Antarctic research unit signs up to switch off ensuring lights go out across every continent. More than 118 countries and regions to observe Earth Hour’s message of hope and action. Google and UEFA join global action on climate change.
(PRWEB) March 24, 2010 -- China’s most significant historic landmark, the Forbidden City in Beijing, will turn off its lights for Earth Hour at 8.30 p.m. on Saturday March 27, in a dramatic display of action on global warming from the world’s most populous nation.
Lying figuratively and geographically at the heart of the Chinese capital, the hallowed complex, which served as the ceremonial and political hub of China for almost five centuries, is the most symbolic gesture the economic superpower could make to show its commitment to the pursuit of low-carbon economic development.
Iconic landmarks of the world prepare to switch off for Earth Hour:
The Forbidden City heads up a list of some of the world’s most iconic landmarks that have confirmed their participation in WWF’s ‘lights out’ initiative in recent days including:
Earth Hour taking place on every continent:
Appropriately, Earth Hour’s latest pledge of support comes from the research team at Davis Station – a remote scientific outpost in Antarctica where the effects of global warming are most evident – who are preparing to flick the switch at 8.30pm on March 27, ensuring Earth Hour’s message of hope and action for a better healthier planet is expressed across all seven continents. With citizens of Sri Lanka and Macau also joining the global climate movement, people from 118 countries and regions are now confirmed to switch off their lights for Earth Hour in what is anticipated to be the greatest civil action ever witnessed.
On the Galapagos island of Santa Cruz lights along the main street and boardwalk will be replaced with candles for a special Earth Hour event in the port town of Puerto Ayora, while the Galapagos National Park Service will switch off its lights in offices across the World Heritage-listed archipelago in a symbolically powerful display of action on climate change from one of the world’s most sensitive ecosystems.
Earth Hour gains global support from Google and UEFA:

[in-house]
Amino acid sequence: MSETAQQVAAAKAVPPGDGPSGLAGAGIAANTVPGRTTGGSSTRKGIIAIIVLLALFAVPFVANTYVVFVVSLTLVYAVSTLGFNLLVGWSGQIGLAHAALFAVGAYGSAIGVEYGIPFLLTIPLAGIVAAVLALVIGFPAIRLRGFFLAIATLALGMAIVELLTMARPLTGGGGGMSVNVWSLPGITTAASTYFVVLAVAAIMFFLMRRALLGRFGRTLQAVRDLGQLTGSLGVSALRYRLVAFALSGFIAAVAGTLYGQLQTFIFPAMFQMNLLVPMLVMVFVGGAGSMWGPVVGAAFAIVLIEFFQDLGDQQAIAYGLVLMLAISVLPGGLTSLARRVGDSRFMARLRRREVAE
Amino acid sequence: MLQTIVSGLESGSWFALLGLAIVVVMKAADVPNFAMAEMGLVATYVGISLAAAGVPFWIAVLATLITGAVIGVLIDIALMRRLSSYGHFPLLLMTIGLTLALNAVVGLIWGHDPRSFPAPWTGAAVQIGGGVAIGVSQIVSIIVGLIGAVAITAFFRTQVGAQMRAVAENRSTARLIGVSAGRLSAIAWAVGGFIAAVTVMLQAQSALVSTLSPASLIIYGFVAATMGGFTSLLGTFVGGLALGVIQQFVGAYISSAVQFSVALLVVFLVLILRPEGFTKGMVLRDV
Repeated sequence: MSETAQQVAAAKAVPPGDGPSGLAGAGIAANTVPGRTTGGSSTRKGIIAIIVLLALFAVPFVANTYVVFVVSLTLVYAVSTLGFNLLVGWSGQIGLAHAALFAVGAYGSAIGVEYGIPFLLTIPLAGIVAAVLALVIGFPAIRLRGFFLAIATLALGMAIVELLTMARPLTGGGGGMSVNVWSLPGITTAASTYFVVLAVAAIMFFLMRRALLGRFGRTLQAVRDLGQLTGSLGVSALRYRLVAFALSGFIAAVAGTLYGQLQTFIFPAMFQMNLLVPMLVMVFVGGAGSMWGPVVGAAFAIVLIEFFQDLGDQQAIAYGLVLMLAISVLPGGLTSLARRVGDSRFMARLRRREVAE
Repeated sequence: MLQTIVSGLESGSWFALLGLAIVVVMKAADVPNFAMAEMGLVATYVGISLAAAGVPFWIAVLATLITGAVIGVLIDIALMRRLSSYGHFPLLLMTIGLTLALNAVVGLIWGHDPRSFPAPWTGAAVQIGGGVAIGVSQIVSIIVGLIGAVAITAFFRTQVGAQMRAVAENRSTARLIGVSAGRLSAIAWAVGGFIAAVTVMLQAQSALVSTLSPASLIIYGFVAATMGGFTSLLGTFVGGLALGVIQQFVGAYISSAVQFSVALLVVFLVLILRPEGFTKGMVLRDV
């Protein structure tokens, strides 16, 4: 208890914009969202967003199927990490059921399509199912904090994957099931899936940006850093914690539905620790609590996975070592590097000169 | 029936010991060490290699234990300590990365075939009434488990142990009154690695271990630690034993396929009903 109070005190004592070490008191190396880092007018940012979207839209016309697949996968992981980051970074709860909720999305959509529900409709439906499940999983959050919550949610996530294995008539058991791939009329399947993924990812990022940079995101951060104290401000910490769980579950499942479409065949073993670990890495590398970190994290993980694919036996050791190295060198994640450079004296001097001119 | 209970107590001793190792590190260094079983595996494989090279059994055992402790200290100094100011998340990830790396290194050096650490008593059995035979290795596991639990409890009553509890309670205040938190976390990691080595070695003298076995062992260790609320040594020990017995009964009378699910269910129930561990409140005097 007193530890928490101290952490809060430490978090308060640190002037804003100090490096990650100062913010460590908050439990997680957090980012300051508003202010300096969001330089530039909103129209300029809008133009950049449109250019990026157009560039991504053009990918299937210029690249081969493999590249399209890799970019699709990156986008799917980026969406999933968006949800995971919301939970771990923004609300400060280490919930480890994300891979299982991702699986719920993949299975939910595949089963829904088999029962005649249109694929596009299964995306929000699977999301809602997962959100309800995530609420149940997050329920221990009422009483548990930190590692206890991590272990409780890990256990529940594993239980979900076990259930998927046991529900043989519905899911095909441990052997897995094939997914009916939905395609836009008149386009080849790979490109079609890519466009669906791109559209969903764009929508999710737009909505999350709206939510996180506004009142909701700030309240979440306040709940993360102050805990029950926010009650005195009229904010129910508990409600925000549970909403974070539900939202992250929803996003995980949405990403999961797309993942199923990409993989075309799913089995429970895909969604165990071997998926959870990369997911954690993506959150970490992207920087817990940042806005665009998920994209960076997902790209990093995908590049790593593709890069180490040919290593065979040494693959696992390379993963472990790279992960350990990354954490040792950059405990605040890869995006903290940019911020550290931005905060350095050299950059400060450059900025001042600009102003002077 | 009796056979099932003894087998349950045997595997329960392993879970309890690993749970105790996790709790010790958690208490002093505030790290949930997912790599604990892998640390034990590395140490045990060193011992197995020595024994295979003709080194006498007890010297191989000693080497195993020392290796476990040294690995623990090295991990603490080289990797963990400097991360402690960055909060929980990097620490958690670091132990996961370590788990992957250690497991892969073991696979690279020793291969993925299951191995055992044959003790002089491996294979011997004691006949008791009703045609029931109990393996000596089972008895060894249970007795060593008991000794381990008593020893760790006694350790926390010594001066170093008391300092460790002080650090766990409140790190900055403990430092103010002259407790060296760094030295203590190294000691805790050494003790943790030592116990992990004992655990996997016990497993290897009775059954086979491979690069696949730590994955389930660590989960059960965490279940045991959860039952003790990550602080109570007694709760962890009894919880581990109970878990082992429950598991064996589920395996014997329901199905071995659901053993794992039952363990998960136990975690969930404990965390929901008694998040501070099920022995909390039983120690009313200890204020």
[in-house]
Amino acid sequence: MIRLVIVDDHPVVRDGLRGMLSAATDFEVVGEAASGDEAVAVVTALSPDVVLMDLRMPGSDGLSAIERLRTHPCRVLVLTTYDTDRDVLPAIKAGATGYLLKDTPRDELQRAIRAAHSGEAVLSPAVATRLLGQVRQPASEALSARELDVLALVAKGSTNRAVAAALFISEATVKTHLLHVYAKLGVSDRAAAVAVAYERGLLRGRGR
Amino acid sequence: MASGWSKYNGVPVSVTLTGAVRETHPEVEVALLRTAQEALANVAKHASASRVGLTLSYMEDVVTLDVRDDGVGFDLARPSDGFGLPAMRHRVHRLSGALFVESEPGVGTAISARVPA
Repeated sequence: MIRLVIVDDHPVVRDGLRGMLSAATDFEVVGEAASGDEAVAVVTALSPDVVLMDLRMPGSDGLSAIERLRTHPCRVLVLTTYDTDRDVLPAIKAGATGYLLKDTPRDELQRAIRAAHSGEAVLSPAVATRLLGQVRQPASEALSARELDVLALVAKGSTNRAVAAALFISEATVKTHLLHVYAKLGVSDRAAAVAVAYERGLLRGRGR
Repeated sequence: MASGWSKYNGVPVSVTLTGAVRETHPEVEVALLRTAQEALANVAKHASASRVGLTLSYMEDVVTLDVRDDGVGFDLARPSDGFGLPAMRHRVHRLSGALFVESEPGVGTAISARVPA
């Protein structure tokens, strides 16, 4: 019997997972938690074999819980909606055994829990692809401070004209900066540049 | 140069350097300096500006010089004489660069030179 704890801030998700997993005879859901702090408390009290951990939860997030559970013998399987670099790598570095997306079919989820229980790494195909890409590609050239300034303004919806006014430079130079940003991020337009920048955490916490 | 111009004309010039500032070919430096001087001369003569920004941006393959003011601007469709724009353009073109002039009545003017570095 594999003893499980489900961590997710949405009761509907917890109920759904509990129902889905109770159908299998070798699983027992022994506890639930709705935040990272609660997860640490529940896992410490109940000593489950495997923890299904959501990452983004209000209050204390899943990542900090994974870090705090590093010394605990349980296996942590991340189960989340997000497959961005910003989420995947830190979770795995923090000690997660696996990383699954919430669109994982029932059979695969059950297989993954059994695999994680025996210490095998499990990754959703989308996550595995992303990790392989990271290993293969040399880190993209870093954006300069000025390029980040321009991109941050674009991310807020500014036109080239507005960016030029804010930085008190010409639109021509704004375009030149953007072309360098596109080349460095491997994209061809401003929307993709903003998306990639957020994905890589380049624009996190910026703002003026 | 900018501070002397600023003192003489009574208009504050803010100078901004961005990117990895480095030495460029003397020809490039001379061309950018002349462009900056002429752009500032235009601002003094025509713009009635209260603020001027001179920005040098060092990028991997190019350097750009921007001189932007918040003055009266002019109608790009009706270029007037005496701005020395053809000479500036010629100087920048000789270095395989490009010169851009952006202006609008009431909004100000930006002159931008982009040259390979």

The overwhelming level of corporate support for Earth Hour continues to grow with the world’s largest internet search engine, Google, pledging its global support for action on climate change by encouraging their homepage users to flick the switch during the entire 24-hour period that Earth Hour roles out across the globe. One of the largest football organizations in the world, Union of European Football Associations (UEFA), has also promised to switch the lights off at their Swiss headquarters while encouraging the legion of football fans across the European continent to join the global climate movement.
Earth Hour only days away:
4 days out from Earth Hour’s historic moment of global unity, the wave of support for the climate initiative continues to swell across the planet, in a clear indication of the global community’s desire to see positive action on climate change, says Earth Hour Executive Director and Co-Founder, Andy Ridley.
"The speed at which Earth Hour has grown from one city in one country to thousands of cities in 118 countries and regions has only been possible because of the open source nature of the campaign and the power of individuals in the age of social media. Today's personal communication has unprecedented reach and influence, enabling citizens to take ownership of Earth Hour and spread its message of hope and action to great effect without any limitations,” Andy said.
“It is this citizen power, where individuals act together to create a global voice that spans cultural, geographic and economic boundaries, that builds the most compelling argument and motivation for action on climate change," he said.
Across the globe hundreds of millions of people are preparing to switch off their lights and acknowledge Earth Hour with candlelit dinners, treasure hunts in the dark, urban stargazing, acoustic concerts and a host of other Earth Hour community events that are as much a celebration of the planet as they are a display of action on climate change.
“Whether it’s joining your community in a town square to watch the city lights go dark or hosting a lights out party in your own home, I encourage everybody across the world to be a part of this historic occasion. Turn off your lights, celebrate the planet, enjoy the moment and show the world what can be done,” Andy said.
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